A pair of Mexico City designers imagine bold dinnerware and furnishings inspired by their culture and current social issues.
Platalea Studio’s Lilia Corona and Rodrigo Lobato are lifelong students of the culture and crafts of Mexico. Their bold dinnerware, light fixtures, and furnishings take up traditional materials and techniques while addressing complex themes like colonialism, sexuality, and Mexican identity—”basically how Mexican society is involved with the outside, and how the outside is involved with Mexico,” Corona explains.
The pair met while studying design at Universidad Iberoamericana and bonded over a shared love of film, their childhoods living all over Mexico, and a belief that design has the ability to give marginalized people a voice.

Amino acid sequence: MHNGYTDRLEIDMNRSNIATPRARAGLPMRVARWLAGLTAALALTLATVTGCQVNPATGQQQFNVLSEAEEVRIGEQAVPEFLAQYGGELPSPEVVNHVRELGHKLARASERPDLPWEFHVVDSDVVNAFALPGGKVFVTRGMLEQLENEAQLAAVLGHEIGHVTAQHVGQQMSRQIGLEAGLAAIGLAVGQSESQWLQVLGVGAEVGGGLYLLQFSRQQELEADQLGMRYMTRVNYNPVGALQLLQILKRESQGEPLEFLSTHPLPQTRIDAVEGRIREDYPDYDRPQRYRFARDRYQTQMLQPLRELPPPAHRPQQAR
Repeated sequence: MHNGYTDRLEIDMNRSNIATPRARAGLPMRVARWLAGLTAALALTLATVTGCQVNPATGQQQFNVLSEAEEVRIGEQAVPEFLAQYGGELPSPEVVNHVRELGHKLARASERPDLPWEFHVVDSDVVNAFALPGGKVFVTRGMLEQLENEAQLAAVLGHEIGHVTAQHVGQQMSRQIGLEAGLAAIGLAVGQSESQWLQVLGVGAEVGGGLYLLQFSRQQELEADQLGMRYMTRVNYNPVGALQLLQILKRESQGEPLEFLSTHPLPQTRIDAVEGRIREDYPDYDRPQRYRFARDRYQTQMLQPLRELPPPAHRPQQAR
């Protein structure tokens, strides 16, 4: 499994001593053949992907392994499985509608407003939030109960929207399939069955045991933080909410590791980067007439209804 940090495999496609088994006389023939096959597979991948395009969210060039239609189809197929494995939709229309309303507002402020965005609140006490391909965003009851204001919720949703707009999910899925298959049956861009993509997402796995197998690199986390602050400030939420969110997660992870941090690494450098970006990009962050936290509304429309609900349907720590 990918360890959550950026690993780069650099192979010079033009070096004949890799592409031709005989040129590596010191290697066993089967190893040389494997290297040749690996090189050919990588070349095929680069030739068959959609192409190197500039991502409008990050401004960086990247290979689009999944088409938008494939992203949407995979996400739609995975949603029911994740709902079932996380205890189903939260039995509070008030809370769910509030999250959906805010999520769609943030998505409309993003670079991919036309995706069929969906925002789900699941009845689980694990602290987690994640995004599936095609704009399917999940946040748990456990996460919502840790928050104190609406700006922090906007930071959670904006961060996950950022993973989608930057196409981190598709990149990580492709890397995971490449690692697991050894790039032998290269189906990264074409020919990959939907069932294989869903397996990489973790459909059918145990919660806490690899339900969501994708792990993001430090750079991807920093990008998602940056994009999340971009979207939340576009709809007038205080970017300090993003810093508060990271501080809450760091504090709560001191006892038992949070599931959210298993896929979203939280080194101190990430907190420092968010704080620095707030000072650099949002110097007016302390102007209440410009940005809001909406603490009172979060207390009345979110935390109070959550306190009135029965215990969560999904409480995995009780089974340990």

After forming Platalea in 2017, they began partnering with artisans in Mexico City, transgender muxe people in Oaxaca, and students in Guatemala in a series of “mutual apprenticeships” that activate local economies and engage the studio in larger conversations.
“We like to get involved with people who do their work with love,” Corona says.
The result: modern objects that are charged with a greater resonance.